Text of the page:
I want to crowdsource some #twutorial posts:
Want to write a guest post?
Do you have a Twitter topic or technique you’d like to address in my #twutorial series? I’d welcome some guest posts.
I’m not interested in another general list of Twitter tips. What I would like is some detailed advice for journalists on a particular technique or issue relating to Twitter use. I would consider a second look at an issue I’ve already covered, such as hashtags or building followers, if you think I missed some tips. But mostly I’m interested in something I haven’t covered yet (you can see the links to other posts at the first link in this post).
Maybe you’d like to do a post on using TweetDeck, HootSuite or your favorite Twitter mobile app. Maybe you’d like to do a post on crowdsourcing or verifying information found in tweets. I’m tentatively planning to update my livetweeting suggestions, but maybe it would be better to publish a your livetweeting advice.
If you want to offer a guest post, email me — stephenbuttry (at) gmail (dot) com — with your proposed topic and some links to other things you’ve written (if we don’t know each other), and I’ll tell you whether I’m interested. If you’ve already written something that you think would work, send me the link. I’ll repost the first few paragraphs here, then link to your blog.
Who are good journos to follow?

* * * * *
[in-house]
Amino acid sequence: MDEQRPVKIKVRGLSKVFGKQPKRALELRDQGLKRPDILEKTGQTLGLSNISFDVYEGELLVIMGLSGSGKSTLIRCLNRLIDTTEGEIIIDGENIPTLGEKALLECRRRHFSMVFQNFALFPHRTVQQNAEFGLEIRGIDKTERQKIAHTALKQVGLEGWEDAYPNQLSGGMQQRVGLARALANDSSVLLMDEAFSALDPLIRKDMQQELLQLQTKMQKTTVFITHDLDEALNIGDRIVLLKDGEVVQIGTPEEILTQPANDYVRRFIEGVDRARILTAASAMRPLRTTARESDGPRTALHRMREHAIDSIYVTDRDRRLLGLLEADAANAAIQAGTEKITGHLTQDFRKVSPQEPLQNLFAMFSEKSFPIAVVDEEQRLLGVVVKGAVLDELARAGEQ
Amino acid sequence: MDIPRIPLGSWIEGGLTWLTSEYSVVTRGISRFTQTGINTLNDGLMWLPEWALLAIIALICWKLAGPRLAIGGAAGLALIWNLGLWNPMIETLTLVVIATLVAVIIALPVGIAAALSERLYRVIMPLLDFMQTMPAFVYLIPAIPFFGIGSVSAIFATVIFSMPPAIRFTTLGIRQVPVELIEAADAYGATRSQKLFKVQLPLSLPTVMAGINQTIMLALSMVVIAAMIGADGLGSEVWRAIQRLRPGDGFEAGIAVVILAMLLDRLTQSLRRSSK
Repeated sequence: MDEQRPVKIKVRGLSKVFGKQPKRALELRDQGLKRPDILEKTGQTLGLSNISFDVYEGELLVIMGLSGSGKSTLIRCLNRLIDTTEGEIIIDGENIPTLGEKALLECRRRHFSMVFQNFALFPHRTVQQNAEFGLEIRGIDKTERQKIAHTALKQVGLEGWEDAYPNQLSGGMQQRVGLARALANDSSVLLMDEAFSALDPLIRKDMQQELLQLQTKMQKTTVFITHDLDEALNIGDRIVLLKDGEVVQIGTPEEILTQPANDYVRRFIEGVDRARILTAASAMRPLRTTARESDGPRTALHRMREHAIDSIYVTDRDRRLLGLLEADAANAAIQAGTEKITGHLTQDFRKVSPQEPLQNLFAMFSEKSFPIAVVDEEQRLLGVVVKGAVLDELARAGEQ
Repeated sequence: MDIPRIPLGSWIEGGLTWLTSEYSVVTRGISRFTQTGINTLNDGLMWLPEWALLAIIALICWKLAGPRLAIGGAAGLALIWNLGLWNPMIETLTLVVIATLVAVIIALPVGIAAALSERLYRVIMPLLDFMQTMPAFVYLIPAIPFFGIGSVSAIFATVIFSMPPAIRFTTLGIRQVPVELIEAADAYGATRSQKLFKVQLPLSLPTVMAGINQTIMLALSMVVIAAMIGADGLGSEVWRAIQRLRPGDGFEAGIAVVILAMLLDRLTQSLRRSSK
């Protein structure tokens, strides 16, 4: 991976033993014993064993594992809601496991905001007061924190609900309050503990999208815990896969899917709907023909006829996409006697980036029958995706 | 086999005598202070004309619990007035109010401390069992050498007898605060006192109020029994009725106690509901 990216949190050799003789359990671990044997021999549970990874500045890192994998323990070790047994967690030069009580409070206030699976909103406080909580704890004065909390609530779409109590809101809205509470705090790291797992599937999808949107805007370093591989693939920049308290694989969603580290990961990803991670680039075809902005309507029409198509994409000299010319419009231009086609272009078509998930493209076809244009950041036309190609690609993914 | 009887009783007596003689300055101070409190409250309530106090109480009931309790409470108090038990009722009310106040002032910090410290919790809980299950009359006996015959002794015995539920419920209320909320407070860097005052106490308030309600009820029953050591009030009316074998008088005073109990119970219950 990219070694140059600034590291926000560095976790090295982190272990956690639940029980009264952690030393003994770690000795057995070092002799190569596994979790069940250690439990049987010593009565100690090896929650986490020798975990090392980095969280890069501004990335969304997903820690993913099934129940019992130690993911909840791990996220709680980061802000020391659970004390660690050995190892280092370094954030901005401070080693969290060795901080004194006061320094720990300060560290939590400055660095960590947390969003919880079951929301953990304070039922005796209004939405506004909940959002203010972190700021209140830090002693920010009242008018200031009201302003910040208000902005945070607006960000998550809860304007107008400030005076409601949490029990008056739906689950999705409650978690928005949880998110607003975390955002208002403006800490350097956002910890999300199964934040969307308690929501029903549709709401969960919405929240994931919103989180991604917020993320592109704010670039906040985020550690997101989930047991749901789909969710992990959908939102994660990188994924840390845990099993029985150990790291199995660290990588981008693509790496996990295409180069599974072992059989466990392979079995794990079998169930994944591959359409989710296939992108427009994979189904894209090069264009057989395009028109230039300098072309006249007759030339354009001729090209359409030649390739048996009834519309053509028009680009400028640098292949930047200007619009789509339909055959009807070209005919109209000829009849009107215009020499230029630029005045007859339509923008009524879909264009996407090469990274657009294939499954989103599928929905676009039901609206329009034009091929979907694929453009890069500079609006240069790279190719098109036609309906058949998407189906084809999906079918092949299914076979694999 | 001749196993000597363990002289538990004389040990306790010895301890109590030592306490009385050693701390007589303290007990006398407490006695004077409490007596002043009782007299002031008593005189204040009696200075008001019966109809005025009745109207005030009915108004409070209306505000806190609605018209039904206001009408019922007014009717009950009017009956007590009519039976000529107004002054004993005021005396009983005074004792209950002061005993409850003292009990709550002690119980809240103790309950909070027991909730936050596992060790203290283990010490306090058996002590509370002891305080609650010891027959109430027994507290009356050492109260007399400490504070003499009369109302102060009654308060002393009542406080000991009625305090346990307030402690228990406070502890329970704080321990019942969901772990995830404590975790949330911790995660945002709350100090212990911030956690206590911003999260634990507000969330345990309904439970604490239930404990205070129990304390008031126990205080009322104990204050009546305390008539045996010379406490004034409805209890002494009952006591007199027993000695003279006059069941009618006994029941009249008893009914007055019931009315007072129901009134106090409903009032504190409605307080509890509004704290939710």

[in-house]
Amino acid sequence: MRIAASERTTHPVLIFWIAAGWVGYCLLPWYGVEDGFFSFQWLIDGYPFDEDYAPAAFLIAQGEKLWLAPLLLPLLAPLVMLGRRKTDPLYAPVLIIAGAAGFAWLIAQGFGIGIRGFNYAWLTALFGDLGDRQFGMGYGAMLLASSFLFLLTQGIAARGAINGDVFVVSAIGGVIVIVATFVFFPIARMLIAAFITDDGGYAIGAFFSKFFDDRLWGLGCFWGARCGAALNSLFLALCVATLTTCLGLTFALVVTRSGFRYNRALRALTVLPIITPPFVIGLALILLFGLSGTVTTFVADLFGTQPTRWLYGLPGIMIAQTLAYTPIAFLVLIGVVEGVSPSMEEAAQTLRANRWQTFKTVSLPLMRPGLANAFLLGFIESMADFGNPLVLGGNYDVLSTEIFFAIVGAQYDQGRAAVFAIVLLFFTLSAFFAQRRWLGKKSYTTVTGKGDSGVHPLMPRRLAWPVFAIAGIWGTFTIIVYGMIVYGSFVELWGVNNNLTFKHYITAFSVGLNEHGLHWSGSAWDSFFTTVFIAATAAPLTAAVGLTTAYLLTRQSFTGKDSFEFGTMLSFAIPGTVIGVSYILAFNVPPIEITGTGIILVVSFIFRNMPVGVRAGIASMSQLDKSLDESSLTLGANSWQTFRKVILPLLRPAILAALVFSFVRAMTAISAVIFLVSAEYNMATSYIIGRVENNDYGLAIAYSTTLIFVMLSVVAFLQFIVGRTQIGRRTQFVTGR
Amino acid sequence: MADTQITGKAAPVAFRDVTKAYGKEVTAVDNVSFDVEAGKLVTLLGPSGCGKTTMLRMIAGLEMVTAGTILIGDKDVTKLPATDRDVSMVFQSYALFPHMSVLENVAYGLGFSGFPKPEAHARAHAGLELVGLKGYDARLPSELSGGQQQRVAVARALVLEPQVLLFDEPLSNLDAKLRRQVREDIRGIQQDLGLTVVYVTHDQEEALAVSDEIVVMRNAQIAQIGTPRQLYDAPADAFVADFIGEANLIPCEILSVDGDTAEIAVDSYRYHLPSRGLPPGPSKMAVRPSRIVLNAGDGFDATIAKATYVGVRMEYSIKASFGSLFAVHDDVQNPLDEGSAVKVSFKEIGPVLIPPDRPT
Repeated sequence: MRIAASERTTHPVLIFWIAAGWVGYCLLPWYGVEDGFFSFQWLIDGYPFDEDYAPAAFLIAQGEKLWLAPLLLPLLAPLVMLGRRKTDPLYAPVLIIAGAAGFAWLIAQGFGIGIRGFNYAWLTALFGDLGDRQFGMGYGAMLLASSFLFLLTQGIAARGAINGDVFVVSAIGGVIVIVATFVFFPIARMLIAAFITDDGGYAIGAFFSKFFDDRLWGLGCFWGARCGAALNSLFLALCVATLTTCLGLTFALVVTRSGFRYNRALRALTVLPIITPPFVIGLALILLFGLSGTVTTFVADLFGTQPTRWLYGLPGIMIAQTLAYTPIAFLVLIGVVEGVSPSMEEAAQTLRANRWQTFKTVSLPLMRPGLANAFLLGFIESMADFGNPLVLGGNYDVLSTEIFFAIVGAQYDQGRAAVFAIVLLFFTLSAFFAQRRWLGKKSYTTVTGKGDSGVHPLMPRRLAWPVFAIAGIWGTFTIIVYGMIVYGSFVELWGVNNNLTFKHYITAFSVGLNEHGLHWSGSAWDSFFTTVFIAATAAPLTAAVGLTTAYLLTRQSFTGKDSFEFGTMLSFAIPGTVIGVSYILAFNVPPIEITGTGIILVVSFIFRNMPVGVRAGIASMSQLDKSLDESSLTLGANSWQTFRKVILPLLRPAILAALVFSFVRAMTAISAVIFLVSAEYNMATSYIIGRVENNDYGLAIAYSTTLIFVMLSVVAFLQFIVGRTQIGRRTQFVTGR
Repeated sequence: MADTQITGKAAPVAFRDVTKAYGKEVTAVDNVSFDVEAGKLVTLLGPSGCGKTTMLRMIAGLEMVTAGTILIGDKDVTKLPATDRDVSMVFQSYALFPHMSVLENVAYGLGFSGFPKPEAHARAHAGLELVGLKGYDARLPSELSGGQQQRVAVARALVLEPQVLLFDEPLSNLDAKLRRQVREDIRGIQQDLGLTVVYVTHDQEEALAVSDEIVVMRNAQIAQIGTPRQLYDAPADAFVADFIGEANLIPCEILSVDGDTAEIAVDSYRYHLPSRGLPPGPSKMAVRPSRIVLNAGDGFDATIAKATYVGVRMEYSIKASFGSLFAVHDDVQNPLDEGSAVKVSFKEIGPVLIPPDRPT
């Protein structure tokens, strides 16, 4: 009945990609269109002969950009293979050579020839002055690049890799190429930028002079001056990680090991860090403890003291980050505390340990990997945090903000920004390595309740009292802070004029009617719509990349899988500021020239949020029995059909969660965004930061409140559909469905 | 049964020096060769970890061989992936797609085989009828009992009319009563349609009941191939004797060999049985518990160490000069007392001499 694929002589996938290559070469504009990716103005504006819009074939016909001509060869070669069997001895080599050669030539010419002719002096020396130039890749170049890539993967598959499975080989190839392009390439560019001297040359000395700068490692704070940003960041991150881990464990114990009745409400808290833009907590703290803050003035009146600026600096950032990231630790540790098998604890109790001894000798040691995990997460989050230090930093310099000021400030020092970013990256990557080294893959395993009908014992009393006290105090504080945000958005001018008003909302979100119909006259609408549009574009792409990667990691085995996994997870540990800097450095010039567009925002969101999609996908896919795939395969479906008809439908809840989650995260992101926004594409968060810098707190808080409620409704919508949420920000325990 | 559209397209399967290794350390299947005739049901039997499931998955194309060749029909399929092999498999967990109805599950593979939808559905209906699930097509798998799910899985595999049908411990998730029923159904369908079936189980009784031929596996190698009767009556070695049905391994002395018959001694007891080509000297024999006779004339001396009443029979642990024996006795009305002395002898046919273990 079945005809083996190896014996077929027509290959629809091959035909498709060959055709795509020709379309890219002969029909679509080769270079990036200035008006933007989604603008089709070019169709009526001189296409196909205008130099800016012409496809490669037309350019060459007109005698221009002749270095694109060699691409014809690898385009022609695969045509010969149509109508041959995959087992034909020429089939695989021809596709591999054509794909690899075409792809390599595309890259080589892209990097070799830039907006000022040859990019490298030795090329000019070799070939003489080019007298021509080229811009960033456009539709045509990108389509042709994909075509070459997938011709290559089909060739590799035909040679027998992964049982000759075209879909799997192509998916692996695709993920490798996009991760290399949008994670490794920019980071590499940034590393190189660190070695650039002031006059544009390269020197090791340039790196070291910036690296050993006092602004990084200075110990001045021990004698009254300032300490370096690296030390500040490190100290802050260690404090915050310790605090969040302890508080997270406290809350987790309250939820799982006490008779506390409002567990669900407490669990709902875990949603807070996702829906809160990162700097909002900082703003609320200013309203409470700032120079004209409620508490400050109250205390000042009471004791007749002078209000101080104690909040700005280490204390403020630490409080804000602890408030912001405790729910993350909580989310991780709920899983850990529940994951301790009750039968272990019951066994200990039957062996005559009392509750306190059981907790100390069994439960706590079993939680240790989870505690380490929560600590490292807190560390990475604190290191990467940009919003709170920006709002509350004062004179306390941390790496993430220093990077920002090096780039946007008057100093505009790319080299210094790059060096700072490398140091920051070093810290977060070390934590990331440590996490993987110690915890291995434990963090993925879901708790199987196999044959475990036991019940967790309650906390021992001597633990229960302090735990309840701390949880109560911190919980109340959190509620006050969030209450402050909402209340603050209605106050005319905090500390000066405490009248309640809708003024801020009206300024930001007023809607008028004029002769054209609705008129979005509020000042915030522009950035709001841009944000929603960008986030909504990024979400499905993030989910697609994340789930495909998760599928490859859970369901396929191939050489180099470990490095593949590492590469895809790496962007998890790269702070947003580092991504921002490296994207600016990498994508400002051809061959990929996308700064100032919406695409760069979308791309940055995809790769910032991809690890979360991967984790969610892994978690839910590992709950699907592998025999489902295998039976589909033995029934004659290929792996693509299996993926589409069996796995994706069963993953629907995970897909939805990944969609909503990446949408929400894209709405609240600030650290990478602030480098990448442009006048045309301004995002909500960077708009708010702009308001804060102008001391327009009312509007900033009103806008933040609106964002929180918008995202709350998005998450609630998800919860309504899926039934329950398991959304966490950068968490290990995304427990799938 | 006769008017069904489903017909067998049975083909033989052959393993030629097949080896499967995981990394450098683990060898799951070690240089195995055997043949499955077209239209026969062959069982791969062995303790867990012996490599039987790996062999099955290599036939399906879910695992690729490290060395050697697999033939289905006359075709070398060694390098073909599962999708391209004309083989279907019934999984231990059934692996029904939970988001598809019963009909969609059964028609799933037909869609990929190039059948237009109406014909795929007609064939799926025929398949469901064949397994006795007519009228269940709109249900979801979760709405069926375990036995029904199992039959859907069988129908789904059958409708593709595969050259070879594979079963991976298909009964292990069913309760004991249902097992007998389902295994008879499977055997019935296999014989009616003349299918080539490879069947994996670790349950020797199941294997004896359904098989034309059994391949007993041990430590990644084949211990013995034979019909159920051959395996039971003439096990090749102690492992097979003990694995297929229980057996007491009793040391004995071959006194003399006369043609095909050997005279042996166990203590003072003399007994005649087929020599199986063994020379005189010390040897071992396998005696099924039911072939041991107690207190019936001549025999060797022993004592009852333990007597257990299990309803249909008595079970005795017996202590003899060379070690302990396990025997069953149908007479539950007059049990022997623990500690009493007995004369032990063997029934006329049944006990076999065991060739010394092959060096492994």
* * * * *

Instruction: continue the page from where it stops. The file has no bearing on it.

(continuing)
Help me compile a list of journalists of various types that would be great examples for other journos to follow. I welcome your suggestions. Some categories I’m interested in: top newsroom leaders, reporters, visual journalists, copy editors, assigning editors, social media (or engagement) editors, bloggers, columnists, journalism professors, entrepreneurial journalists. Some people might fit, of course, in multiple categories.
I’m not very interested in dividing this list by platform (broadcast, print, online) because journalism has evolved beyond those platform silos. I’m also not interested in people you enjoy for their discussion of journalism issues (except perhaps in the professors category), although that’s a nice bonus. I am interested in people who provide good examples of using Twitter to do their jobs.
To stimulate your thinking, Journalism.co.uk offers a list of 100 accounts for journalism students to follow (thanks for including me).
I welcome your suggestions in any or all categories. You can add them in the comments below, email to the address above or tweet them using #twutorial. Tell me why you think these journos are good examples for their colleagues to follow. I’ll compile the lists sometime in the next few weeks for a separate post.